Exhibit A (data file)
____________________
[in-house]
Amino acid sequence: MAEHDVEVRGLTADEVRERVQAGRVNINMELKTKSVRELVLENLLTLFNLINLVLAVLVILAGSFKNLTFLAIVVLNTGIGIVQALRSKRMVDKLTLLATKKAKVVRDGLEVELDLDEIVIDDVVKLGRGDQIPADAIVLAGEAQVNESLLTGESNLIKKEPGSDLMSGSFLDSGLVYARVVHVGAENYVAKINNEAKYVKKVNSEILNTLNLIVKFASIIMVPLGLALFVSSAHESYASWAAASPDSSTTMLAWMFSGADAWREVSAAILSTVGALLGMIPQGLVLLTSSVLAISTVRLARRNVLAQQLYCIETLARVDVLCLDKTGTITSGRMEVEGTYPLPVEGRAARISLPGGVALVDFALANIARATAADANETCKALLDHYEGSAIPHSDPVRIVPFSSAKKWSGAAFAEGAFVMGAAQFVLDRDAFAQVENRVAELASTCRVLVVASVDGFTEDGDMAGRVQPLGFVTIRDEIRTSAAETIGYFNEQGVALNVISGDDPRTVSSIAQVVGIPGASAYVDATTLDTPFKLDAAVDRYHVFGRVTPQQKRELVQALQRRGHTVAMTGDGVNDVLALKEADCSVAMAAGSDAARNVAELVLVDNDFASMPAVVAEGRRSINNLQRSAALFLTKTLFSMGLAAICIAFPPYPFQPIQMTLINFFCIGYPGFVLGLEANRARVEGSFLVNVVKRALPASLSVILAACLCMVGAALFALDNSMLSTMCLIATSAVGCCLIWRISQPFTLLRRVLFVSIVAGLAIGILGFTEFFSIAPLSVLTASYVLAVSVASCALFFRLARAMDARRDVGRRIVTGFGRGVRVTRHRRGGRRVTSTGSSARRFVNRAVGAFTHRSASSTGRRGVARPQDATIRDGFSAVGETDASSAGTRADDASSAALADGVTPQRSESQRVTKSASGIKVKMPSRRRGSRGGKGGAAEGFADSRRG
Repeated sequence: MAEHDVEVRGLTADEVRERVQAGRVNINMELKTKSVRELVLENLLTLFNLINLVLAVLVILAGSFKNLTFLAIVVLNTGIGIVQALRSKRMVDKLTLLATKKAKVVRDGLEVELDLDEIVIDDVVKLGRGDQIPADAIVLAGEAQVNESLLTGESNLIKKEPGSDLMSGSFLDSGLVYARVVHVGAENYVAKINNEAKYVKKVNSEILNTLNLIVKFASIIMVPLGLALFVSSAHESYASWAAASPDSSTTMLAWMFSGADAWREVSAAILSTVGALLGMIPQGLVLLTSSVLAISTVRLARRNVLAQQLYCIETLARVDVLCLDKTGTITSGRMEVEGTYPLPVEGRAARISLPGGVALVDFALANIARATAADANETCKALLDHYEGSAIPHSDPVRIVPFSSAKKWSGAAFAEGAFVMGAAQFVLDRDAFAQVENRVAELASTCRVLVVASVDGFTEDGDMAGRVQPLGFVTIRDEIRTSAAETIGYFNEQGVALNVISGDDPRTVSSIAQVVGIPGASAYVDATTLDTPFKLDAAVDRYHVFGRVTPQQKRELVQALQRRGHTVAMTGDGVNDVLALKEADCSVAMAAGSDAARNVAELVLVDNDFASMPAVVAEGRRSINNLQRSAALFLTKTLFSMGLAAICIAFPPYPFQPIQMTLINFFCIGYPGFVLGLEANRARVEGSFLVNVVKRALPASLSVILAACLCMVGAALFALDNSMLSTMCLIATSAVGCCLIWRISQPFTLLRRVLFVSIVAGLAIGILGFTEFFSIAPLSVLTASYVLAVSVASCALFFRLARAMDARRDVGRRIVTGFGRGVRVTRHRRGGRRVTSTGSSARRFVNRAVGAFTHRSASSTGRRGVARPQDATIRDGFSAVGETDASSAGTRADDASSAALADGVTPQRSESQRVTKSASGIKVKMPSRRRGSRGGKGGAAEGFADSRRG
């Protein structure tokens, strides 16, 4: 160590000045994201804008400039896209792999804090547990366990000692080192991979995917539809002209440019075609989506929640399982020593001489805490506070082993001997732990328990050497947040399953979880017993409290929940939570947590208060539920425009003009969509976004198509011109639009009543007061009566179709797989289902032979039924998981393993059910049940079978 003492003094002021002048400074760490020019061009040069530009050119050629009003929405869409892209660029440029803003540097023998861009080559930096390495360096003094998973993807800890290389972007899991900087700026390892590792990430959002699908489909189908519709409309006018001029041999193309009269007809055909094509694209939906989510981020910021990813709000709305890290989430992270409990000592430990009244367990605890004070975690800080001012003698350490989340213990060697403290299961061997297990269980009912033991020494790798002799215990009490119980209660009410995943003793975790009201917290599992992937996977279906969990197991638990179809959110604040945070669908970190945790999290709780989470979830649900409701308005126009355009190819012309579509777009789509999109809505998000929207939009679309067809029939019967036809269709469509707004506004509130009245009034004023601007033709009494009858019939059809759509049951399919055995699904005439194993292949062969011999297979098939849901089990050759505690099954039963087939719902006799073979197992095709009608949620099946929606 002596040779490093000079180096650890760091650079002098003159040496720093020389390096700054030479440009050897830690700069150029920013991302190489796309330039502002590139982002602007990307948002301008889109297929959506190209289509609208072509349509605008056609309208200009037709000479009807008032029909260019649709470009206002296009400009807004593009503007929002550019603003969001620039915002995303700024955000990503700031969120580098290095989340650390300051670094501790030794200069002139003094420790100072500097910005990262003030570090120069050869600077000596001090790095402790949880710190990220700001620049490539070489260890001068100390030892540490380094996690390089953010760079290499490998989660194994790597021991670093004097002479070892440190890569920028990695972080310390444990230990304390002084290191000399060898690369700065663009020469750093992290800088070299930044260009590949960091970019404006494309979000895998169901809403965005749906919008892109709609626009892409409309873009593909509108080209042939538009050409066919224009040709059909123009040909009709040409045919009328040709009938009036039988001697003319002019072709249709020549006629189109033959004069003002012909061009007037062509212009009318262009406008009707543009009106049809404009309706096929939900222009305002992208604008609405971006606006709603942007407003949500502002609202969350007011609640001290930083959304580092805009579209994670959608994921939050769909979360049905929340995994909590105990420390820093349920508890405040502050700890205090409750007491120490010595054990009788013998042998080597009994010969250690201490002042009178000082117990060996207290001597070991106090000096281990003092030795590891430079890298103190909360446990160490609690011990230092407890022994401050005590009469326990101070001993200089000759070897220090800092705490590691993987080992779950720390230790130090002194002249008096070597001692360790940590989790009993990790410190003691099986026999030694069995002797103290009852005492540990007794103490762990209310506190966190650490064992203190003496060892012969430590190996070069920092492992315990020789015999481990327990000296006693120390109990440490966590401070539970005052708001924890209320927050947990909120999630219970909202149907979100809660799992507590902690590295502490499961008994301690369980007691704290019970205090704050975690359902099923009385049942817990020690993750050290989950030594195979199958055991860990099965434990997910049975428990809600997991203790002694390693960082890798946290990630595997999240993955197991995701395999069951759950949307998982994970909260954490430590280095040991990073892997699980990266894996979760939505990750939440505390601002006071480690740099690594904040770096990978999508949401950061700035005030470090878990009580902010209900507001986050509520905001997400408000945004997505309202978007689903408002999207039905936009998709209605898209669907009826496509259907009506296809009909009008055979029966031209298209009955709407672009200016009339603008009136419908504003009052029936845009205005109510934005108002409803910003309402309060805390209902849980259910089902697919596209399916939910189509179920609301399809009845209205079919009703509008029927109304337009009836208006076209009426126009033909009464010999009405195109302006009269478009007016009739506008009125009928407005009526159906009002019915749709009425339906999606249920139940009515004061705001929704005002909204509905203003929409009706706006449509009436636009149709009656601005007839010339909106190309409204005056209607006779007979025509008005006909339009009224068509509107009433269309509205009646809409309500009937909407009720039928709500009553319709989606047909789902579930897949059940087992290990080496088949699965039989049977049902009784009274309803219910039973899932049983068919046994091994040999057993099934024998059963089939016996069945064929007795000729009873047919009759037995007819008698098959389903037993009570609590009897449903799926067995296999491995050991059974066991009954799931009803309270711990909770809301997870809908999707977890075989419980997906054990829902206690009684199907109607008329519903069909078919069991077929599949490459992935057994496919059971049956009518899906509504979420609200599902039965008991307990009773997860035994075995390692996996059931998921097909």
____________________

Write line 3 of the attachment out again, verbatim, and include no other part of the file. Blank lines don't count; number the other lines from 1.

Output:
Repeated sequence: MAEHDVEVRGLTADEVRERVQAGRVNINMELKTKSVRELVLENLLTLFNLINLVLAVLVILAGSFKNLTFLAIVVLNTGIGIVQALRSKRMVDKLTLLATKKAKVVRDGLEVELDLDEIVIDDVVKLGRGDQIPADAIVLAGEAQVNESLLTGESNLIKKEPGSDLMSGSFLDSGLVYARVVHVGAENYVAKINNEAKYVKKVNSEILNTLNLIVKFASIIMVPLGLALFVSSAHESYASWAAASPDSSTTMLAWMFSGADAWREVSAAILSTVGALLGMIPQGLVLLTSSVLAISTVRLARRNVLAQQLYCIETLARVDVLCLDKTGTITSGRMEVEGTYPLPVEGRAARISLPGGVALVDFALANIARATAADANETCKALLDHYEGSAIPHSDPVRIVPFSSAKKWSGAAFAEGAFVMGAAQFVLDRDAFAQVENRVAELASTCRVLVVASVDGFTEDGDMAGRVQPLGFVTIRDEIRTSAAETIGYFNEQGVALNVISGDDPRTVSSIAQVVGIPGASAYVDATTLDTPFKLDAAVDRYHVFGRVTPQQKRELVQALQRRGHTVAMTGDGVNDVLALKEADCSVAMAAGSDAARNVAELVLVDNDFASMPAVVAEGRRSINNLQRSAALFLTKTLFSMGLAAICIAFPPYPFQPIQMTLINFFCIGYPGFVLGLEANRARVEGSFLVNVVKRALPASLSVILAACLCMVGAALFALDNSMLSTMCLIATSAVGCCLIWRISQPFTLLRRVLFVSIVAGLAIGILGFTEFFSIAPLSVLTASYVLAVSVASCALFFRLARAMDARRDVGRRIVTGFGRGVRVTRHRRGGRRVTSTGSSARRFVNRAVGAFTHRSASSTGRRGVARPQDATIRDGFSAVGETDASSAGTRADDASSAALADGVTPQRSESQRVTKSASGIKVKMPSRRRGSRGGKGGAAEGFADSRRG